1 tn Heb “mouth.” The word “mouth” is metonymy of cause, representing what the righteous say and teach.
2 tn Heb “a fountain of life is the mouth of the righteous” (NAB similar). The subject (“a fountain of life”) and the predicate (“the mouth of the righteous”) in the Hebrew text are reversed in the present translation (as in most English versions) for the sake of clarity and smoothness. The idea of this metaphor, “the fountain of life,” may come from Ps 36:9 (e.g., also Prov 13:14; 14:27; 16:22). What the righteous say is beneficial to life or life-giving. Their words are life-giving but the words of the wicked are violent. See R. B. Y. Scott, “Wise and Foolish, Righteous and Wicked,” VT 29 (1972): 145-65.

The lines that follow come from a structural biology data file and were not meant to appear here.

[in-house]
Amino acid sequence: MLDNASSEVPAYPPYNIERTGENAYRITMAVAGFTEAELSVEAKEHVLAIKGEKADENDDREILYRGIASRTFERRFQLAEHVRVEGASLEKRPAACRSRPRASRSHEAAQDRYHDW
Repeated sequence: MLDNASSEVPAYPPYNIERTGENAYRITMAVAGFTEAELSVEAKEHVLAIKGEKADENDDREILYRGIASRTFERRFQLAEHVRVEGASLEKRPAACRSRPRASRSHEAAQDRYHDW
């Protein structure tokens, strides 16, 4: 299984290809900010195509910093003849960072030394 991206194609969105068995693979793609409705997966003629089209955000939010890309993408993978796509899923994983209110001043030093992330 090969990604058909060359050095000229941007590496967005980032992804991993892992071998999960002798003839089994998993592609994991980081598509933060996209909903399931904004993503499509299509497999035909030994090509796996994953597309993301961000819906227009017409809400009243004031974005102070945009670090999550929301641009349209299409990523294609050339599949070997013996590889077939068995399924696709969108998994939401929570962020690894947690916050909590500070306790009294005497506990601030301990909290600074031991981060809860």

3 tn Heb “the mouth.” The term פֶּה (peh, “mouth”) functions as a metonymy of cause for speech.
4 tn Heb “covers.” Behind the speech of the wicked is aggressive violence (W. McKane, Proverbs [OTL], 422).
5 tn The syntax of this line is ambiguous. The translation takes “the mouth of the wicked” as the nominative subject and “violence” as the accusative direct object; however, the subject might be “violence,” hence: “violence covers the mouth of the wicked.”
6 tn Heb “lips.” The term “lips” functions as a metonymy of cause for what is said (or in this case taught).
8 tn In what sense the fool “dies” is unclear. Fools ruin their lives and the lives of others by their lack of discipline and knowledge. The contrast is between enhancing life and ruining life.